Wikipedia shows a modern reconstruction of a wax tablet: hollow out a ⅛” thick board, leaving a protective rim around the edge and fill the depression with wax so that it can be impressed with a stylus. When the message has been read it can be smoothed over, and the tablet reused. In the picture the woman is warming the end of the stylus in her mouth to heat it up and make writing in the wax easier.

If you pressed too hard you’d scratch the bottom of the case, and we’ve found lots of information about everyday life in Roman Britain from such survivals found in excavations. They are of course hard to interpret because the scratches come from many different writings. This example comes from The Museum of London. You can just make out the scratches of letters in the wood. Finds have been made of simple wooden units which were written on in ink, and this appears to have been a technique used for “postal” communications. The thin slices of wood would be folded over and tied together for delivery. Homer even refers in Book 6 of The Iliad to what is probably such a thing: “Many, of fatal import, all graved on a tablet infolded”. Pope puts it more elegantly if less specifically: “To Lycia the devoted youth he sent,/ With tablets seal’d, that told his dire intent.”

The Romans appear to have referred to these memo pads pretty straightforwardly as “waxes”, cerae, though an alternative term tabulae exists; but it appears to be a bit more general referring to any tablet on which one could write in any way (stone, metal, clay, wood), narrowed down as tabulae ceratae when used specifically for “waxes”. If there were multiple “leaves” bound (tied) together, the inner “pages” might be hollowed out on both sides. “Waxes” were not invented by the Romans: they took them over from Greece where the may be seen on vases from the fifth and fourth centuries BC. Inevitably this happy chappy looks to us like he’s working on his MacBook.

Douris cup, c.480BC. Berlin, Antikenmuseen

No wonder the guy in front of him looks a bit startled. But he is of course writing on a (rather large) triptych wax tablet set.

Nor did the Greeks invent them: they got them from earlier middle eastern cultures. The oldest surviving example of a wax writing tablet comes from fourteenth century BC Turkey.

Just because something new comes along doesn’t of course mean that any piece of technology instantly disappears.  People like to use tools they are familiar with, and if they work well there’s really no reason to innovate just for the sake of innovating. The everyday use of wax writing tablets continued for centuries after the invention of paper: they were apparently still being used in the Rouen fish market in the 1860s.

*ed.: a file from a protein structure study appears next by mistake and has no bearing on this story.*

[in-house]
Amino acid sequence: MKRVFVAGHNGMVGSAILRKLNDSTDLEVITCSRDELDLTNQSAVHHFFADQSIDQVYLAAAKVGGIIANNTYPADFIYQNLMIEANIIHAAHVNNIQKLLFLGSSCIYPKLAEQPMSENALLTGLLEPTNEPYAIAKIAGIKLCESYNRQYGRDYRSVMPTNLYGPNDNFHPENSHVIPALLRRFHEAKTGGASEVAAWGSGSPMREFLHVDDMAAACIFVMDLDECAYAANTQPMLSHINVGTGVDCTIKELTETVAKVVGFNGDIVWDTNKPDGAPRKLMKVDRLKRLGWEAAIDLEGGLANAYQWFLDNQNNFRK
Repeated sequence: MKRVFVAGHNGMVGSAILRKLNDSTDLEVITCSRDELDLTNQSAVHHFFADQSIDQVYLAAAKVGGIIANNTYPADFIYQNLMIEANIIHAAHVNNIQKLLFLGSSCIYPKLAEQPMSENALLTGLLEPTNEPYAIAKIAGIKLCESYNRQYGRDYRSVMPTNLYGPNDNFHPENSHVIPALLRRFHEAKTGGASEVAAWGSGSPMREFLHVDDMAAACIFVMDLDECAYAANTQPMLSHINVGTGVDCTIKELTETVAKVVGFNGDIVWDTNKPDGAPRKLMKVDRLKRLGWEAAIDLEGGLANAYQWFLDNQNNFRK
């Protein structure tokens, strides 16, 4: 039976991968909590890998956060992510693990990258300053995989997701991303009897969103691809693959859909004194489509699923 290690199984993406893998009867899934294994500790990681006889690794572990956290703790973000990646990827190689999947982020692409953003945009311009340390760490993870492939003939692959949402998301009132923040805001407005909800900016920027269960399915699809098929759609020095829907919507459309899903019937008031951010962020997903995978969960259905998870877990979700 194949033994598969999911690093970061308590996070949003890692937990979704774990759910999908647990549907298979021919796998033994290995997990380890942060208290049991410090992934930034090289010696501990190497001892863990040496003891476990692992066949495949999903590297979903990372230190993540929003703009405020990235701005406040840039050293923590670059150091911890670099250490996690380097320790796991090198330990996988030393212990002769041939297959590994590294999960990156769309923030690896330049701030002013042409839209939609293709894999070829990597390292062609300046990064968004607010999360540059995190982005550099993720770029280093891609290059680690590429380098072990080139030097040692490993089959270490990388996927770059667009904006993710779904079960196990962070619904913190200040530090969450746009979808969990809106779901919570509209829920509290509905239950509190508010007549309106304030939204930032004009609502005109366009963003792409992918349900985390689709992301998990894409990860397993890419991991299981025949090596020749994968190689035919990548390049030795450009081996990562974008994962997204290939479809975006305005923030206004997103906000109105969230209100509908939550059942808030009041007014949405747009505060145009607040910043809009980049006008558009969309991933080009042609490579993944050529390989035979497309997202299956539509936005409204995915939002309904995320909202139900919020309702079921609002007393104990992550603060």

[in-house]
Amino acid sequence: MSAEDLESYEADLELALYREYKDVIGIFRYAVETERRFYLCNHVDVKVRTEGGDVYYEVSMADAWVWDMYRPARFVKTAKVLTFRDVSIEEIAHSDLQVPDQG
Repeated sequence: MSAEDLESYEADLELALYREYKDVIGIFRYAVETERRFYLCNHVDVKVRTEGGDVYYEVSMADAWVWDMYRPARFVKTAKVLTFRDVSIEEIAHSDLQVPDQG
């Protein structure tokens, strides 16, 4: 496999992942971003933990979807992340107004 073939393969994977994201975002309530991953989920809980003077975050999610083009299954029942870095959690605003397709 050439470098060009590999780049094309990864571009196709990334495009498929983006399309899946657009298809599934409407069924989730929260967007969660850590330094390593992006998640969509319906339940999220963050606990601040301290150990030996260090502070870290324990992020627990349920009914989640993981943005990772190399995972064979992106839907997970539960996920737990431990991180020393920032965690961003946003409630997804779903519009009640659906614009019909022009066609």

Knowing what you want to say, seeing it clearly in your head, and then just letting it rip at the keyboard may work with an essay (or a blog post), but with a book the length of the project will mean that sooner or later the words you just wrote will inevitably begin to influence your next line of thought, and soon you’ll be veering off on tangents on tangents. Writing an outline is something every author should confront sooner or later. Sooner’s better, as thinking it through will help you clarify your aims in your own mind. It’s also better because if changes are suggested, they are easier to implement before the passage in question has been written in full.

But it seems so cold and final. Much nicer to let your inner Heathcliff drive you along wherever he wants. Still, beware; if you want to get a publisher on-board, you’ll need to write a proposal indicating why the book’s needed and why you’re the one to fill the void. An outline will be a necessary part of that process: so you’re going to have to do it anyway — may as well get it done as early as possible when it’ll be of most help to you. So all writers, even self-publishers (perhaps especially self publishers who won’t have to go through the disciplinary step of satisfying an agent or editor), will end up benefitting from having to make a thorough outline.

Help is provided by a wide range of sources. This article from Publishing Talk by literary agent Sarah Such focusses on the writing of the outline. A more business-oriented tack is taken by Jane Friedman.